The Telegraph
Since 1st March, 1999
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Pawar warm-up for post-poll action

Mumbai, April 23: With two days to go for the second and last phase of polling in Maharashtra, Nationalist Congress Party chief Sharad Pawar claimed that India was moving towards a hung Parliament.

“Of one thing I am sure — Atal Bihari Vajpayee will not be able to form the next government with his National Democratic Alliance,” Pawar claimed.

In such a situation, he said: “The million-dollar question is — which way will Mulayam Singh and Mayavati go' Mayavati has been the chief minister of UP thrice with the help of the Bharatiya Janata Party. She may extract a price and support them.”

But what about Mulayam Singh, I asked him as we drove in his Toyota Lexus SUV, with highly effective air-conditioning, to a public meeting in Mazgaon.

“It is clear that Mulayam’s government in UP has the tacit support of the BJP. He accepted a BJP Speaker in the Assembly and that speaks for itself,” Pawar said.

He dismissed Mulayam Singh’s attacks on the BJP during the election campaign.

“That is his compulsion because the BJP is his main Opposition in UP. What he does after the election is more important,” the Maharashtra leader felt.

What would he himself do after the elections given his differences with Sonia Gandhi' Pawar pointed out that his difference with Sonia was only over a foreign-born person leading the country. “She has said that she will not impose herself. So we will see what happens after the elections,” he said.

As of now, Pawar’s target is Atal Bihari Vajpayee and his government. In all his campaign meetings, he accuses Vajpayee of deviating from the Nehruvian path both in the domestic and international arena. Despite the recent operation on his jaw, he remains a vigorous campaigner and a powerful orator.

At a meeting to support actor Govinda Ahuja, among the chants of Aala re aala Govinda aala — Govinda (also Lord Krishna) is coming — Pawar talked of corruption being rife under Vajpayee’s rule. He drew a contrast with Nehru’s prime ministership when T.T. Krishnamachary was dropped as a minister for the misdemeanour of trying to influence the Life Insurance Corporation of India.

“Under Vajpayee, there has been the UTI scam, a defence purchase scam, a petrol pump scam, to name only a few. How come nobody was held accountable'” he asked. He made no direct reference to Govinda’s opponent, petroleum minister Ram Naik, who was at the centre of the petrol pump scam.

Pawar’s primary focus were the anti-people, anti-farmer and anti-worker policies of the NDA. “The number of suicides of farmers has been the highest since Independence under the NDA regime.”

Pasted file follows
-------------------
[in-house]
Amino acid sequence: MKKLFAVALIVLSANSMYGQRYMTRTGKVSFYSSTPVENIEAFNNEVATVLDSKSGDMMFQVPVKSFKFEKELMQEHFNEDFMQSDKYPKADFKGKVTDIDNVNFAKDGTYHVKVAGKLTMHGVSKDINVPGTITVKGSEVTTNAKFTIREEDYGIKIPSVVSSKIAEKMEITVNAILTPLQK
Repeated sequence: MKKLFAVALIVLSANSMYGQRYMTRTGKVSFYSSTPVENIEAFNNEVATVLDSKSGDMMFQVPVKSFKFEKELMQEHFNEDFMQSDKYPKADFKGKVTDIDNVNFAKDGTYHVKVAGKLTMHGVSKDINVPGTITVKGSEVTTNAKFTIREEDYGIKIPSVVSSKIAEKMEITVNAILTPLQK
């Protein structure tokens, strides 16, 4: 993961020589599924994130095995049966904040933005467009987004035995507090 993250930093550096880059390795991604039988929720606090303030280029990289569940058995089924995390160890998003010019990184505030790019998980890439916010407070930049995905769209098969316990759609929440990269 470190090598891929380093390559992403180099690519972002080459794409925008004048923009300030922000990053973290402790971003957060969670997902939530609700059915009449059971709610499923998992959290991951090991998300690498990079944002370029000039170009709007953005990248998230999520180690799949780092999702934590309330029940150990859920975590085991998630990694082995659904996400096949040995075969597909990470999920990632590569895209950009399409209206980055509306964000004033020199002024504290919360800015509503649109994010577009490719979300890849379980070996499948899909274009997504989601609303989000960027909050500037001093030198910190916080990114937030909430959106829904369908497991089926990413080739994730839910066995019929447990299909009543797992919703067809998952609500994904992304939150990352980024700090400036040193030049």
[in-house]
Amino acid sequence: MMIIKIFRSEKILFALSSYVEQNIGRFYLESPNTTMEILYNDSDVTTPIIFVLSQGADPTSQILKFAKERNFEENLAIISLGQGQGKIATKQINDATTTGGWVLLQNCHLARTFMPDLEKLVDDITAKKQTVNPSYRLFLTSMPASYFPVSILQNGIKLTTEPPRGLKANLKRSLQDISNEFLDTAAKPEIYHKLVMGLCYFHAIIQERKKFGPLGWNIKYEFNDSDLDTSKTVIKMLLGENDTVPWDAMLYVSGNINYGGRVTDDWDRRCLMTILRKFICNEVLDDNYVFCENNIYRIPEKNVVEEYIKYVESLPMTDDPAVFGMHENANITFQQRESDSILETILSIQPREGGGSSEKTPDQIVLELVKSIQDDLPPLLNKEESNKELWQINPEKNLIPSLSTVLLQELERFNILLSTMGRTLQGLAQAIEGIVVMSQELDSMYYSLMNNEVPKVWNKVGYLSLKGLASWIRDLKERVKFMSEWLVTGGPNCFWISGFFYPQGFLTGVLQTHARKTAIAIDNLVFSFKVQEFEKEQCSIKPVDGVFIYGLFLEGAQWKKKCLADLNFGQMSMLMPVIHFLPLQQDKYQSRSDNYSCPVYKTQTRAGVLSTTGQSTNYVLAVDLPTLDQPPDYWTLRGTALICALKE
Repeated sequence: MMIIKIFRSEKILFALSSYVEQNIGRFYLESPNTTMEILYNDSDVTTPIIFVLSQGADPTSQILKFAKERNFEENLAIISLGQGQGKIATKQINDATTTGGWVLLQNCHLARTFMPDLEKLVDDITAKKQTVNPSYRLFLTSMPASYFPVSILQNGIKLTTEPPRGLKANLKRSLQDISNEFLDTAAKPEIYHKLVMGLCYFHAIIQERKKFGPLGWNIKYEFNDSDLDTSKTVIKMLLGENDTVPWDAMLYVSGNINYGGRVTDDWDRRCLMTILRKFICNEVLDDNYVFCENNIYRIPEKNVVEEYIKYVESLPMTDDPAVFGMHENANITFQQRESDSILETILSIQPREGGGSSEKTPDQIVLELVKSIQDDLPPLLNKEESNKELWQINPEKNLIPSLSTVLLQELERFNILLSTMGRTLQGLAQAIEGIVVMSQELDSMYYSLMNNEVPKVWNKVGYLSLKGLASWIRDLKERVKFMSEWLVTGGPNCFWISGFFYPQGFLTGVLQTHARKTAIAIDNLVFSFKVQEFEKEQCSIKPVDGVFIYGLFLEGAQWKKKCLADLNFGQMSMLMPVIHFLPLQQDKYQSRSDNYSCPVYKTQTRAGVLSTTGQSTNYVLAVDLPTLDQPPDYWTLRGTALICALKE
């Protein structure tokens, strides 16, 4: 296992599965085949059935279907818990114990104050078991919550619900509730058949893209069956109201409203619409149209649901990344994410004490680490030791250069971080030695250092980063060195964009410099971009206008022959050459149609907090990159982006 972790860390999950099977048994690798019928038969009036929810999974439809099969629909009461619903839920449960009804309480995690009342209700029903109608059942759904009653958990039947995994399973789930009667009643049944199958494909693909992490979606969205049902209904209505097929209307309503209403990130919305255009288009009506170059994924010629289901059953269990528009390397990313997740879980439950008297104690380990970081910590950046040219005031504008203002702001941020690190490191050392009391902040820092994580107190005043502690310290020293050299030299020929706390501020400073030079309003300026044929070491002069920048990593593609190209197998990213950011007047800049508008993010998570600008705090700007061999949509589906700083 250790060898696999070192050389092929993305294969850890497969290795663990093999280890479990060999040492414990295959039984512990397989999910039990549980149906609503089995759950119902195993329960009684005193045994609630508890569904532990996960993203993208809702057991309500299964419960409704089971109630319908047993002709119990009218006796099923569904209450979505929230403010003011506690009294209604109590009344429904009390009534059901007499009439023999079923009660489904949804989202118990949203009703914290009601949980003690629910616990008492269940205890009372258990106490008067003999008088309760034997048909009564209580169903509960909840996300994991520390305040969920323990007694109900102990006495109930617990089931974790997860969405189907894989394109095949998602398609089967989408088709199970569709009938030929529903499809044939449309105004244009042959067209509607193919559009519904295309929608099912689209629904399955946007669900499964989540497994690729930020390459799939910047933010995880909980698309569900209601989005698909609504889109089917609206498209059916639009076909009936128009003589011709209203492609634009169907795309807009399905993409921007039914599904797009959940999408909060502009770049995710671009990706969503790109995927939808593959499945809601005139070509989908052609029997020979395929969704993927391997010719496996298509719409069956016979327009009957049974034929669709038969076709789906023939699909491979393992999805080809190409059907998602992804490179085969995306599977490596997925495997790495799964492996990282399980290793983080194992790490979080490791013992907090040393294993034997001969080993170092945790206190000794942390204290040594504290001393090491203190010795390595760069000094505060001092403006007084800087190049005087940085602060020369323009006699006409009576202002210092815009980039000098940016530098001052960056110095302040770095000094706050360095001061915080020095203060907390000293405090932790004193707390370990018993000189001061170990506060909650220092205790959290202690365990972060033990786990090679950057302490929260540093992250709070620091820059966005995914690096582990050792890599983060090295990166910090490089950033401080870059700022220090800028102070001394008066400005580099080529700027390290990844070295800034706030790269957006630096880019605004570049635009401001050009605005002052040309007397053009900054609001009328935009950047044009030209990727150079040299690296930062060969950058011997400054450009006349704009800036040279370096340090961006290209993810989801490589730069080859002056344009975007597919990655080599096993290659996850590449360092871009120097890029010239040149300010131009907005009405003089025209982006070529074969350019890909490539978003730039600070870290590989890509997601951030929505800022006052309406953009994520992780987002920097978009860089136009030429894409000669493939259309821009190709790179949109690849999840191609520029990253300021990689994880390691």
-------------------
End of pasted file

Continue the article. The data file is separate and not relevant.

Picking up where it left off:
He pointed out that sugar mills were closing down because the Vajpayee government was importing sugar from Pakistan; the cotton farmers were in trouble because of cotton imports; mangoes were being imported from South Africa and Australia; grapes from Australia; tamarind from Thailand; and apples from New Zealand. Maharashtra is a major sugar, cotton and grape producing state and this touched a chord with the audience.

He got thunderous applause when he said: “Nehru had set up a ministry of industry because he wanted new factories, introduce new technology and create investment opportunities. This government has replaced that with a ministry of disinvestment. You require brains to set up industry — bechne mein dimaag nahin lagta (brains are not required for selling).”

“Do you know what else they have done'” Pawar asked. To extend the existing port facilities in Mumbai, he said, the state government had started the Jawaharlal Nehru Port Trust. “They have now sold the trade gateway of India to foreigners,” he declared. The audience shouted: “Shame! Shame!”

One of the themes of Pawar’s speeches is the erosion in India’s position internationally. “After our support for American mayhem in Iraq — a long-term friend who stood by us through thick and thin — no one considers us trustworthy anymore. Our reputation is mud,” he claimed.

Did he really believe that, I asked him. “Vajpayee has definitely diminished India’s international profile. I am not against the US but I am certainly against India becoming a stooge of America,” he said, as he left for a late night meeting at Thane.

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